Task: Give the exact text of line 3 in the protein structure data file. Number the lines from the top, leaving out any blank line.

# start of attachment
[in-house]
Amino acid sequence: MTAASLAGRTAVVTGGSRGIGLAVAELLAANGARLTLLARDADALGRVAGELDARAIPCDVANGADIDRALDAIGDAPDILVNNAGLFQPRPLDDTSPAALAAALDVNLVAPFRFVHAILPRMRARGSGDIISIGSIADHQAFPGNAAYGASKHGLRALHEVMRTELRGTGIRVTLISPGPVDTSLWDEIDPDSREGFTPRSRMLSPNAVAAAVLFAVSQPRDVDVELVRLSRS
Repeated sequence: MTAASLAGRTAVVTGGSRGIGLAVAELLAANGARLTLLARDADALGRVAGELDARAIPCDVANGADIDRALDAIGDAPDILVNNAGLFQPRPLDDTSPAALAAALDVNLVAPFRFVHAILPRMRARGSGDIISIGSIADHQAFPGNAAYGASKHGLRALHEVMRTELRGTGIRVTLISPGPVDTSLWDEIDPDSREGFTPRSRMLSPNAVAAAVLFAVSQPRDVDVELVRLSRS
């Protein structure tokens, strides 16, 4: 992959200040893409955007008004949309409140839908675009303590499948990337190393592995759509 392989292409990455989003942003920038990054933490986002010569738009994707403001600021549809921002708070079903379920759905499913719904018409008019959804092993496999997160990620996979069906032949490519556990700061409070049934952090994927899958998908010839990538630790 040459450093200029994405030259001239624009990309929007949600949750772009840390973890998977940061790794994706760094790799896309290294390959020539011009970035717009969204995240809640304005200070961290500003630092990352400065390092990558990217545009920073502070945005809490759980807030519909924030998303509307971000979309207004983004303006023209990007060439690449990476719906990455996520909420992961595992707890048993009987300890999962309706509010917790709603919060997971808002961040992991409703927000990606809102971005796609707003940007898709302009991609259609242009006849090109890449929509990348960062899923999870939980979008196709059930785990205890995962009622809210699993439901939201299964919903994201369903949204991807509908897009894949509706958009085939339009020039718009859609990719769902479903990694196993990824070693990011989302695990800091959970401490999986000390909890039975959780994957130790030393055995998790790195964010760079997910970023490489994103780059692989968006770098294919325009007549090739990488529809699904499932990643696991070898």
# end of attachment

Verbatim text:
Repeated sequence: MTAASLAGRTAVVTGGSRGIGLAVAELLAANGARLTLLARDADALGRVAGELDARAIPCDVANGADIDRALDAIGDAPDILVNNAGLFQPRPLDDTSPAALAAALDVNLVAPFRFVHAILPRMRARGSGDIISIGSIADHQAFPGNAAYGASKHGLRALHEVMRTELRGTGIRVTLISPGPVDTSLWDEIDPDSREGFTPRSRMLSPNAVAAAVLFAVSQPRDVDVELVRLSRS